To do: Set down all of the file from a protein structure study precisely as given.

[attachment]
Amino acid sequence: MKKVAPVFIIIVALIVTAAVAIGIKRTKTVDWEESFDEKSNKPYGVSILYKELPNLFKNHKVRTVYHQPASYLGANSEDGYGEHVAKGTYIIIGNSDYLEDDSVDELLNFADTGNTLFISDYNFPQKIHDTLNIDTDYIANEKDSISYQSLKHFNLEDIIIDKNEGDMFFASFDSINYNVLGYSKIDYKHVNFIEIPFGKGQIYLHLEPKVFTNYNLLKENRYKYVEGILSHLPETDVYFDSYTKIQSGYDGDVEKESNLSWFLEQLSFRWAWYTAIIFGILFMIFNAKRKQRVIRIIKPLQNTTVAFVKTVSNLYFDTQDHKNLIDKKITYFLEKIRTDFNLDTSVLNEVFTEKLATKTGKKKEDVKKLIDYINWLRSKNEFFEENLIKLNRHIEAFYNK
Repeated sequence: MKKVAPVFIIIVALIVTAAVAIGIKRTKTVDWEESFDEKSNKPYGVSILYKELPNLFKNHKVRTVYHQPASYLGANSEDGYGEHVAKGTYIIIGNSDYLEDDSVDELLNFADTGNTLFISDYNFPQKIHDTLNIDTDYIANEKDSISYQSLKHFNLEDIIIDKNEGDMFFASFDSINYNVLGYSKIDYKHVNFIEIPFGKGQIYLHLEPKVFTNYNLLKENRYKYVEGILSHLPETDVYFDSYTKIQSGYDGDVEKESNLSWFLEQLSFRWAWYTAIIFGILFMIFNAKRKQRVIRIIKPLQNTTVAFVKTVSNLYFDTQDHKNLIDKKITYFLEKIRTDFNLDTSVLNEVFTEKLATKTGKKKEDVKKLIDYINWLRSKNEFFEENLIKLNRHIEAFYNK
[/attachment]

Amino acid sequence: MKKVAPVFIIIVALIVTAAVAIGIKRTKTVDWEESFDEKSNKPYGVSILYKELPNLFKNHKVRTVYHQPASYLGANSEDGYGEHVAKGTYIIIGNSDYLEDDSVDELLNFADTGNTLFISDYNFPQKIHDTLNIDTDYIANEKDSISYQSLKHFNLEDIIIDKNEGDMFFASFDSINYNVLGYSKIDYKHVNFIEIPFGKGQIYLHLEPKVFTNYNLLKENRYKYVEGILSHLPETDVYFDSYTKIQSGYDGDVEKESNLSWFLEQLSFRWAWYTAIIFGILFMIFNAKRKQRVIRIIKPLQNTTVAFVKTVSNLYFDTQDHKNLIDKKITYFLEKIRTDFNLDTSVLNEVFTEKLATKTGKKKEDVKKLIDYINWLRSKNEFFEENLIKLNRHIEAFYNK
Repeated sequence: MKKVAPVFIIIVALIVTAAVAIGIKRTKTVDWEESFDEKSNKPYGVSILYKELPNLFKNHKVRTVYHQPASYLGANSEDGYGEHVAKGTYIIIGNSDYLEDDSVDELLNFADTGNTLFISDYNFPQKIHDTLNIDTDYIANEKDSISYQSLKHFNLEDIIIDKNEGDMFFASFDSINYNVLGYSKIDYKHVNFIEIPFGKGQIYLHLEPKVFTNYNLLKENRYKYVEGILSHLPETDVYFDSYTKIQSGYDGDVEKESNLSWFLEQLSFRWAWYTAIIFGILFMIFNAKRKQRVIRIIKPLQNTTVAFVKTVSNLYFDTQDHKNLIDKKITYFLEKIRTDFNLDTSVLNEVFTEKLATKTGKKKEDVKKLIDYINWLRSKNEFFEENLIKLNRHIEAFYNK